“Simplify, simplify.” — Henry David Thoreau, Walden.
Most of us comb through a lifelong collection of personal papers and photos either when we have plenty of free time (typically in retirement) or when we have to deal with the belongings of a deceased loved one. All too often the job seems so daunting and overwhelming that our natural response is to get discouraged and say, “I don’t know where to begin” or “It’s too much; I’ll do it some other time” or worse, “I’ll just get rid of it all.”
At the Library of Congress, archivists process every type of collection imaginable. They often acquire — along with scholarly and historical works — personal papers and mementos, things that had special meaning to the owner, not only letters and photos but also locks of hair, newspaper clippings and beverage-stained documents. One recent collection contained a piece of bark. Some collections arrive neatly organized and others arrive heaped into makeshift containers. How do professional archivists create order from clutter? Where do they start? And what we can we learn from their work and apply to our own personal archiving projects?
For this story, I spoke with Laura Kells and Meg McAleer, two senior archivists from the Library of Congress’s Manuscript Division. Both exude the good-natured patience and relaxed humor that comes from years of dealing with a constant inflow of often-disorganized paper and digital files. [Watch their presentation, titled “The Truth about Original Order, or What to Do When Your Collection Arrives in Trash Cans.”]
I found it striking that, throughout our interview, they rarely dictated how something must be done. Instead they offered well-seasoned advice about archiving but they left the decisions up to the individual. In the end, their main message was this: if you want to get through the project and not make yourself crazy and despondent over it, start simply, separate items broadly at first and, in the end, accept your final sorting decisions as “good enough.”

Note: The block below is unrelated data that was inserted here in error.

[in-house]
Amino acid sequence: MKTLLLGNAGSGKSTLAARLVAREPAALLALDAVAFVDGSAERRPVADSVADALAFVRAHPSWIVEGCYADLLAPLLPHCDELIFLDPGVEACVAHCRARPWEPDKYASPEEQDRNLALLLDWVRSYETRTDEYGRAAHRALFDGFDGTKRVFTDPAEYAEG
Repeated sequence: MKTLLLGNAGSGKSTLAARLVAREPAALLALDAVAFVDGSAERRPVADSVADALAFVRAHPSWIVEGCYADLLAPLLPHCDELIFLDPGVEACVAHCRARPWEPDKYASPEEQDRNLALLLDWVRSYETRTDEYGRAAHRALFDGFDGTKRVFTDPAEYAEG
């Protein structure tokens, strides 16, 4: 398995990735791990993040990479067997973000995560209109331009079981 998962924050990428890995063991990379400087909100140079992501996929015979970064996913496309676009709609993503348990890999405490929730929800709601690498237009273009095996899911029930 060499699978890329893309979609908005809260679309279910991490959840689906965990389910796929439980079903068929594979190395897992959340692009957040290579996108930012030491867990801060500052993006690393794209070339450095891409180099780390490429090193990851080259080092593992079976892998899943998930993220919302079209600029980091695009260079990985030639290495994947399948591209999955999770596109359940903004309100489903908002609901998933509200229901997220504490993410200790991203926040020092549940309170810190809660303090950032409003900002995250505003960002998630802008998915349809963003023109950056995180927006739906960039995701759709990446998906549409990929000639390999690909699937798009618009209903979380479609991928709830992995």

First, approach your collection as a single unit of stuff. Don’t dwell on individual photos or letters yet. Think about the entire collection as a mass of related things. Kells said, “You’ll scare yourself if you think, ‘I have two hundred things.’ The project will seem bigger.” It is one collection.
Consider devoting a rainy weekend to pulling out your collection. At this point you will be surveying its broad landscape. Begin by sorting items from your collection into what McAleer and Kells expertly call “clumps.” This is your first pass, so just group things into general categories such as letters and photos. You decide on your categories. Be consistent but accept that there might be overlap between categories. If you want to categorize clumps by year, fine. Or phases of a person’s life. Or holidays. Or type of materials (letters, photos).
“What you try to do is identify the clumps that already exist,” McAleer said. “And hopefully clumping naturally occurs. For instance, you could have gotten all of your grandmother’s papers after her death. That’s a clump. Trips? That’s a clump. Christmas stuff, that’s a clump. Photographs, that’s a clump.”
WARNING: Don’t get sidetracked. Resist the temptation to savor any one thing right now. “If you begin engaging with individual items at this point, then you’re sunk,” McAleer said. “You can paralyze yourself by over scrutinizing.” Whatever it is, no matter how wonderful it is, put it in its rightful clump and come back to it later.
Be Realistic About Work Space and Time
There are two important things you should address early on: space and time. Your collection will take up space in your house as you sift through it, so plan your work space realistically. Set aside a temporary work space if you can – a room or a corner of a room — or plan to unpack and re-pack your collection for each sorting session. “In most people’s homes they don’t have a great deal of space to have things sitting out for a long time,” McAleer said. “At some point you will really need that dining room table for dinner.”
Don’t eat or drink in the work area. Kells said, “Just step away. When you’ve got big piles and you reach your drink and you knock it over, you’ll be real sorry if you spill your coffee all over your documents or your photographs.” McAleer said, “It happens in an instant. None of us anticipate it. It can be tragic.”
As for time, McAleer said, “Do not start out with a commitment that every single item within this collection is going to be organized perfectly.” Kells said, “That could make you feel a sense of defeat. Just start out by saying, ‘I want to improve the organization.’ ”
Nothing is Perfect
After sorting the collection into clumps, you could put everything into envelopes or other containers and be happy about your progress. “You can feel good because you’ve done something,” Kells said. “As long as there is some order. It’s probably chaotic within those clumps but just by identifying and labeling and boxing those clumps, you have some intellectual control over it that you didn’t have before.”